Britain’s Secret Saudi Military Support Program


by Matt Kennard and Mark Curtis, Consortium News:

By mistake, the U.K. recently revealed the budget size of a multibillion-pound program that it manages to support the royal family’s de facto protection force, which is also active in the devastating war in Yemen, report Matt Kennard and Mark Curtis.

The U.K.’s Ministry of Defence has mistakenly admitted for the first time the budget size of a multibillion-pound program it manages for the Saudi Arabian royal family’s de facto protection force, which is also active in the devastating war in Yemen.

It can also be revealed that this program, which is embedded in the U.K.’s Ministry of Defence (MOD) but paid for by the Saudi regime, employs 10 times more people than the British government publicly admits, raising questions about ministers misleading the parliament in Westminster.

The Saudi Arabia National Guard Communications Project (known as Sangcom) has operated since 1978, when the British government signed a memorandum of understanding (MOU) with the authorities in Riyadh. The project provides military communications equipment to the Saudi Arabian National Guard (SANG) but the MOU, which is itself secret, stipulates complete secrecy on the budget.

In July this year, however, the MOD advertised for the position of a Sangcom project manager based in Riyadh. The job was open only to male applicants and the advert stated: “The UK MOD SANGCOM Project Team is responsible for the delivery of a £2bn programme to modernise the Saudi Arabian National Guard’s communications network.”

This is the MOD’s first public acknowledgement of the size of Sangcom’s budget in its 40-year history and such a casual mistake is likely to infuriate its Saudi counterparts. As recently as March 2019, Labour MP Catherine West asked a parliamentary question about the program’s budget and was told that it is “confidential to the two governments.”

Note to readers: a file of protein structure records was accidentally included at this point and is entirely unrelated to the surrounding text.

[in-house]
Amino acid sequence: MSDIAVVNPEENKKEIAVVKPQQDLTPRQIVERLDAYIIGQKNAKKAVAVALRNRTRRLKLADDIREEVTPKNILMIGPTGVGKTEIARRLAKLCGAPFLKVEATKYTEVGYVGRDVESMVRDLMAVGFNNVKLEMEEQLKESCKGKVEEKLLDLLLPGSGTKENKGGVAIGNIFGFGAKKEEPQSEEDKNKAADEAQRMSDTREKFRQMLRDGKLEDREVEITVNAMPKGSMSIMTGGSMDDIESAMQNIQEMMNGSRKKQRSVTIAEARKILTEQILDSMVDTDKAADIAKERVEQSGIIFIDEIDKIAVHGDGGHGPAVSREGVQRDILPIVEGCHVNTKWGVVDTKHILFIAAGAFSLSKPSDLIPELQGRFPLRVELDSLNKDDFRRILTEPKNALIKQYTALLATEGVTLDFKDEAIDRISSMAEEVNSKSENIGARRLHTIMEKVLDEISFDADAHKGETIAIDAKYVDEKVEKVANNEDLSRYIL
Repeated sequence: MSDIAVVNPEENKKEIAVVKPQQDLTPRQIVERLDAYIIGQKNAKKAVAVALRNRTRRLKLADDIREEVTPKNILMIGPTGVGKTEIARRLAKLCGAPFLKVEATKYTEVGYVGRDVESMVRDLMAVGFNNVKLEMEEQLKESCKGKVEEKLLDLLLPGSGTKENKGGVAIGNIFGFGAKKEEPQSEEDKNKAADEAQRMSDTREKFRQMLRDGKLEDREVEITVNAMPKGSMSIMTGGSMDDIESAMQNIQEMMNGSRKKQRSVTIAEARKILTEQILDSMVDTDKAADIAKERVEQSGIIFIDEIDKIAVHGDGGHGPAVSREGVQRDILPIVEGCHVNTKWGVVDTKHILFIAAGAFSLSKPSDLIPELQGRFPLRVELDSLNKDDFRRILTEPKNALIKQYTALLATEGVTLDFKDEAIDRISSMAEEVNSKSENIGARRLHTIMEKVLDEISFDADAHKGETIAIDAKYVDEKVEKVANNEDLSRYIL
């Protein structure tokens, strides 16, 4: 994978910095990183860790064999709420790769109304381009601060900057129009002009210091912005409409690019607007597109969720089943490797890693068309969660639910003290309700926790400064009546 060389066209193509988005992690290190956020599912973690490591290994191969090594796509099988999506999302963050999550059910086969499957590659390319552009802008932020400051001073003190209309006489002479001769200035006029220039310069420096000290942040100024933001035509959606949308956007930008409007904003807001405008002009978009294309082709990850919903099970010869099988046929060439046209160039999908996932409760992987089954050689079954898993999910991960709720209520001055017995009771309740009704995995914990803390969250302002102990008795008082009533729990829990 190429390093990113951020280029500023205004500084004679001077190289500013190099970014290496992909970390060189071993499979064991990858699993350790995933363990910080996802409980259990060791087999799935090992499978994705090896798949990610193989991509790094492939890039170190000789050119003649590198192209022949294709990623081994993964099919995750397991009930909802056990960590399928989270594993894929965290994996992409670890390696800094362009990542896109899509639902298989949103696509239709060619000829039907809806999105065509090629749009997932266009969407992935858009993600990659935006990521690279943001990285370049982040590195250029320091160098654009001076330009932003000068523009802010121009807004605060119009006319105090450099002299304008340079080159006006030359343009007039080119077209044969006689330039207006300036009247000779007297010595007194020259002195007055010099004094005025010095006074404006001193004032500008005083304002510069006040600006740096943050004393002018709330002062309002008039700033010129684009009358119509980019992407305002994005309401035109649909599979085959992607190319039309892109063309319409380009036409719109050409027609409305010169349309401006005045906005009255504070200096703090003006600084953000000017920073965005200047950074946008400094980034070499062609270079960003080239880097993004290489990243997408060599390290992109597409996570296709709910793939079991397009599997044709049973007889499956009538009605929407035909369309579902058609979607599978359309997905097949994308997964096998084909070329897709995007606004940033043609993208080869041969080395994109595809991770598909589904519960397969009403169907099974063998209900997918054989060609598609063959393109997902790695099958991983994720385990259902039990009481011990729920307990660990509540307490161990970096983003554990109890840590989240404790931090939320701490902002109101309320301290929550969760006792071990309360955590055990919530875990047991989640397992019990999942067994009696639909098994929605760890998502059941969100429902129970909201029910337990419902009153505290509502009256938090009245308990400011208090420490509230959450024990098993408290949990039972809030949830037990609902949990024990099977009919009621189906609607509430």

It is understood that this £2-billion budget runs for 10 years and was agreed in February 2010. This new phase of the Sangcom project is 15 times larger than the previous agreement, worth £124-million and signed in 2004.

The MOD spends £1.4-billion per year on its own internet-technology and telecommunications systems.

An MOD spokesperson told us: “Information in this job advert was uploaded in error and it was subsequently taken down,” adding, “the budget is confidential to the two governments.”

But, in a further sign of unusually lax information management, the job posting, while being taken down on some sites after the MOD was alerted, is still available on the internet. In addition, Sangcom’s financial controller states on the social network LinkedIn that he is “responsible for a budget of circa £1.6B.”

The White Army

Also known as the White Army, the Saudi Arabian National Guard comprises about 130,000 troops and acts as an internal security force separate from the regular Saudi army. Drawn from tribes loyal to the ruling Saud clan, the SANG’s essential task is to protect the royal family from a coup.

The Sangcom project, alongside Britain’s long-standing military training of the SANG, clearly implicates the U.K. in the defense of the House of Saud, along with the U.S., which is also training and arming it.

The Saudi Arabian National Guard has also been involved in the Saudi-led war in Yemen, which has created the world’s largest humanitarian disaster, with 24 million people — nearly 80 percent of the population — needing assistance and protection.

Protester marking third anniversary of the U.K.-backed Saudi terror bombing campaign of Yemen, London, March 2018. (Alisdare Hickson, Flickr, CC BY-SA 2.0, Wikimedia Commons)

In April 2015, Saudi Arabia’s King Salman ordered the SANG to join the Yemen campaign, which until then had been the preserve of the Saudi air force and the regular army. In 2018, a classified French intelligence report noted that two SANG brigades — about 25,000 men — were deployed along the border with Yemen. Major General Frank Muth of the U.S. military also revealed that a SANG brigade, returning from fighting at the border with Yemen, had 19 of its light armored vehicles “shot up pretty badly.”

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